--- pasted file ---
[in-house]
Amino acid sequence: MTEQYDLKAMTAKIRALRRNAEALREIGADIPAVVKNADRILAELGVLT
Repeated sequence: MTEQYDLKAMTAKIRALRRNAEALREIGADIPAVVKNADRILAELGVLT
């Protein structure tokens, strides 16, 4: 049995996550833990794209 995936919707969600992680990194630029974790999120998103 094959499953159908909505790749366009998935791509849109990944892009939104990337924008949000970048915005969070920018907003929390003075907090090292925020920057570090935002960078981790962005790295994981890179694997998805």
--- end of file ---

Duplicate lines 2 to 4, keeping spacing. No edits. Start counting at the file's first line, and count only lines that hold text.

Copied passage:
Amino acid sequence: MTEQYDLKAMTAKIRALRRNAEALREIGADIPAVVKNADRILAELGVLT
Repeated sequence: MTEQYDLKAMTAKIRALRRNAEALREIGADIPAVVKNADRILAELGVLT
């Protein structure tokens, strides 16, 4: 049995996550833990794209 995936919707969600992680990194630029974790999120998103 094959499953159908909505790749366009998935791509849109990944892009939104990337924008949000970048915005969070920018907003929390003075907090090292925020920057570090935002960078981790962005790295994981890179694997998805």